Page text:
by D. M. Larson
It's a chilly night. The freezing wind bites at every exposed part of my body. Most were huddled in a small cafe near the bus station. They seemed happy with their coffee and warmth, thankful for a dime a cup deal. As I got near them, they got quiet. Puffs of smoke divided our worlds, each of us isolated in our thoughts. The cold kept me moving.
As I moved further into the depths of downtown, and as I drew closer to the division, the number of bars multiplied, their neon lights almost endless. Many of people who end up on the streets are alcoholics and there were plenty of places for them to find their old friends. The homeless wandering here have no place to be this night, alone and not as cheerful as the ones in the cafe. They were probably feeling the cold as I was, but I didn't live here. I could escape. This is all they had, feeling the cold's bitter embrace, some shivering frightfully because they didn't even have the luxury of gloves as I did. Upon seeing me, they all would scatter, taking another street, moving to an alleyway. And when I passed, they often would watch us go by, curious, but unwilling to speak. They would turn away after I passed, often disappearing into alleys and doorways, wanting nothing more than to be forgotten.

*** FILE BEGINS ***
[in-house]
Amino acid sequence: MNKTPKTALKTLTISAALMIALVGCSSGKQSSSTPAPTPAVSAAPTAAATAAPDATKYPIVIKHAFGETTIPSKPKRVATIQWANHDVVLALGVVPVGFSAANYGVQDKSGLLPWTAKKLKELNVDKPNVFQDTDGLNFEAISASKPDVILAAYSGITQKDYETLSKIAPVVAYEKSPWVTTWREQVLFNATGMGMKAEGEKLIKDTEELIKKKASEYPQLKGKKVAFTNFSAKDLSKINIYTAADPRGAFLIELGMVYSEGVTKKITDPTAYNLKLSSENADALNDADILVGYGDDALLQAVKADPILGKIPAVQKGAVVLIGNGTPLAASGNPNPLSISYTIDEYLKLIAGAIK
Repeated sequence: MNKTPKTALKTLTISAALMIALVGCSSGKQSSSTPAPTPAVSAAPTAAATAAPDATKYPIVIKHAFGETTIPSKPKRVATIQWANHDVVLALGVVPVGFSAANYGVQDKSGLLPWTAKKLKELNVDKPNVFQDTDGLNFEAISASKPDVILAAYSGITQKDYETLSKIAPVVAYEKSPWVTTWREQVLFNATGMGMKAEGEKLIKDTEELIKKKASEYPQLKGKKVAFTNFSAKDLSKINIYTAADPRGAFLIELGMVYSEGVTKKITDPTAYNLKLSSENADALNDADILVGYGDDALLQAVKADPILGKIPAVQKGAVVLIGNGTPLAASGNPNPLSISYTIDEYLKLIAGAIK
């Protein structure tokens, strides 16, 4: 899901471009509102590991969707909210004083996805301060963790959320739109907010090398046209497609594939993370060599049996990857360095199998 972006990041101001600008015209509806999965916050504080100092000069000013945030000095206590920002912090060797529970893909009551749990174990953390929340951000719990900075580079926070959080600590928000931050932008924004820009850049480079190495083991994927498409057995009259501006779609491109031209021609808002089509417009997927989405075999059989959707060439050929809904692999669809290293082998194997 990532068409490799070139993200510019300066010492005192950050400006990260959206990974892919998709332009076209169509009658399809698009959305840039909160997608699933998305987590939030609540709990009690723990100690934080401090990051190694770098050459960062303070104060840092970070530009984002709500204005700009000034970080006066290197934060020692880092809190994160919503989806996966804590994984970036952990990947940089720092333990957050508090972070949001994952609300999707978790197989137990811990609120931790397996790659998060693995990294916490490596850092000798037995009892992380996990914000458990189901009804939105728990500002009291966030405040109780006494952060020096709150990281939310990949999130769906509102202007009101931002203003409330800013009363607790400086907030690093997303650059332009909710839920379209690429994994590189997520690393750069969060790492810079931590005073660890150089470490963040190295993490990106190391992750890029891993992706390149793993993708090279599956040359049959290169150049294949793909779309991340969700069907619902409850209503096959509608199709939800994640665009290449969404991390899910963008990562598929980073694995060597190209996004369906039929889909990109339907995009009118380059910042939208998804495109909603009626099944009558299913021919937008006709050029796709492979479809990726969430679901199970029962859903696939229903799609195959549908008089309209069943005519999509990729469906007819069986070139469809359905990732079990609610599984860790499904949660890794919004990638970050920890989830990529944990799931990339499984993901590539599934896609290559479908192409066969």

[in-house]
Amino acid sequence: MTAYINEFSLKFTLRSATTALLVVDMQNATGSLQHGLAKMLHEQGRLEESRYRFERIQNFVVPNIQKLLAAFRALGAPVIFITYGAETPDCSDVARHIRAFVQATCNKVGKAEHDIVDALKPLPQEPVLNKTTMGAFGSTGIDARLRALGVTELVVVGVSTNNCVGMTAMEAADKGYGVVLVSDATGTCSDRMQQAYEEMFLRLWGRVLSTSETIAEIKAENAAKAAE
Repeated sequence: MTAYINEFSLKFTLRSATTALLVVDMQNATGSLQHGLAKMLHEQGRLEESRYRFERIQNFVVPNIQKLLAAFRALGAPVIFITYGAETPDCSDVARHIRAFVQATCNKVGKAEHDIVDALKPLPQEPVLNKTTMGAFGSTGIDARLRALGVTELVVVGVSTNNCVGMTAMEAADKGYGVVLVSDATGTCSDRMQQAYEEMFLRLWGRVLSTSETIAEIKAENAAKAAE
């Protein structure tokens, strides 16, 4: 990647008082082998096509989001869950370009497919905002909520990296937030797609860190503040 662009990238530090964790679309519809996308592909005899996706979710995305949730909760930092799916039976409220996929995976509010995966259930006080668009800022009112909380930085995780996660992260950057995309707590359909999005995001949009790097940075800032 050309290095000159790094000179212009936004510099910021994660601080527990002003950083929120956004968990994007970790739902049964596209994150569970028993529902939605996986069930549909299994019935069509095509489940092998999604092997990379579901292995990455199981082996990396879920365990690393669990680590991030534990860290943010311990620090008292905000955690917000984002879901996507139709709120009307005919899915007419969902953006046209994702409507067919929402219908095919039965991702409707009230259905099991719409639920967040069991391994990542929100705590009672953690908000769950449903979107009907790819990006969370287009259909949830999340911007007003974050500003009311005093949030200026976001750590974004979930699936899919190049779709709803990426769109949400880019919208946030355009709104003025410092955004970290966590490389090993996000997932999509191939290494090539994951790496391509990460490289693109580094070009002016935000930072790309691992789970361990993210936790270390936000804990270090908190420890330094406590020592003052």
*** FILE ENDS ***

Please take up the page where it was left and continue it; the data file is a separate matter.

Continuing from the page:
A homeless man with a stray cat following him like a puppy, ever anxious for the other's warmth in the bitter wind. Together they were a picture of a certain happiness and joy that I could never comprehend. The two disappeared together through a door going someplace that only they shared, separate from all else.
Hurt, anger, or loneliness. I could step away ... and have my coffee and hot breakfast. But they couldn't. They were trapped there, behind the smoky glass.
END OF MONOLOGUE
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